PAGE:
German politicians called for tougher border controls in the aftermath of the deadly Paris attacks, with the French authorities claiming the massacre was organized out of Syria.
At the same time, several high-ranking German officials urged the public not to demonize the wave of refugees arriving to the country from crisis areas in Africa and the Middle East.
"We must not make the mistake of equating refugees with terrorists," Defense Minister Ursula Von der Leyen told the Monday edition of the German newspaper "Passauer Neue Presse."
"The hundreds of thousands of men, women and children have left their homeland to escape exactly the type of atrocities that we have seen in Paris on Friday," she said.
"However, we need more order at the borders, especially at the outside borders of the EU," the minister from the ruling CDU party added.
Against 'knee-jerk' response
Members of the left-leaning SDP and the German Green party also urged restraint on the migrants issue.
"Knee-jerk responses won't help anybody," the SDP deputy Carola Reimann told the "Welt" newspaper.
"The IS would like nothing better than for us to shut off," said the Green party MP Franziska Brantner to the same newspaper.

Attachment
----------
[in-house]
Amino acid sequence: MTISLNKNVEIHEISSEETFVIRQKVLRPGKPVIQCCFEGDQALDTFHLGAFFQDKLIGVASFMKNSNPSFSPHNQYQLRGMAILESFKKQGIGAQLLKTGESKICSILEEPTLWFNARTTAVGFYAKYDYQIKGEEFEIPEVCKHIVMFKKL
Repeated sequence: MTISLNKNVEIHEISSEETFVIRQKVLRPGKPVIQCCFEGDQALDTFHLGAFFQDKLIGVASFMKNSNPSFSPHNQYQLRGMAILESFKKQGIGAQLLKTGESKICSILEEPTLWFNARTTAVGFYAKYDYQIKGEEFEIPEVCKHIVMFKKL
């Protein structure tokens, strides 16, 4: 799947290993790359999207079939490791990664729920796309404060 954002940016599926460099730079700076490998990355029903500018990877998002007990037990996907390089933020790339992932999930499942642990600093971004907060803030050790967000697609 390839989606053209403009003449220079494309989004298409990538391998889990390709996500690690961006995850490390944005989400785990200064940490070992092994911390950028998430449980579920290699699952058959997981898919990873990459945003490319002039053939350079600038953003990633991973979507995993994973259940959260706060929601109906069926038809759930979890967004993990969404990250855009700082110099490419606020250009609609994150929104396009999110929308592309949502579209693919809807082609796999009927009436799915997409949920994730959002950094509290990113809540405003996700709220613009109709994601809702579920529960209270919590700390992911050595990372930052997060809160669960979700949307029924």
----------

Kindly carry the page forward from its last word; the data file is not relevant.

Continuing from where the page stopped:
The French police found a passport of an alleged Syrian refugee near the body of one of the assailants, but did not exclude the possibility of the document switching hands before the shooting.
"It can not be dismissed entirely that part of the plan was to discredit refugees," Brantner added.
'Paris has changed everything'
Other voices, especially from the Bavarian conservative CSU party, warned that the terrorists might use the migrant crisis to sneak into Europe.
Bavarian Finance Minister Markus Söder told the newspaper "Welt am Sonntag" that when the EU's external borders could not be tightly controlled, Germany must secure its borders. The country should also reserve the right to close the border, if necessary.
"The time of uncontrolled immigration and illegal immigration can not go on. Paris has changed everything," Söder said.
At the same time, Bavarian premier Horst Seehofer distanced himself from Söder's statement, urging the politicians not to "mix up" the refugee issue with fighting terrorism.
"The border controls apply to controlling terrorists, the people who intend to commit crimes and has nothing to do with the general refugee policy," Seehofer said.
German Interior Minister Thomas de Maiziere confirmed Saturday that Germany has ramped up border checks with France following the attacks. He said checks would take place on road, rail and air connections following a request from France for all of its neighbors to increase surveillance.
While German politicians may argue about the refugee treatment, there is unity on fighting terrorism, according to de Maiziere.
dj/jil (AFP, ARD)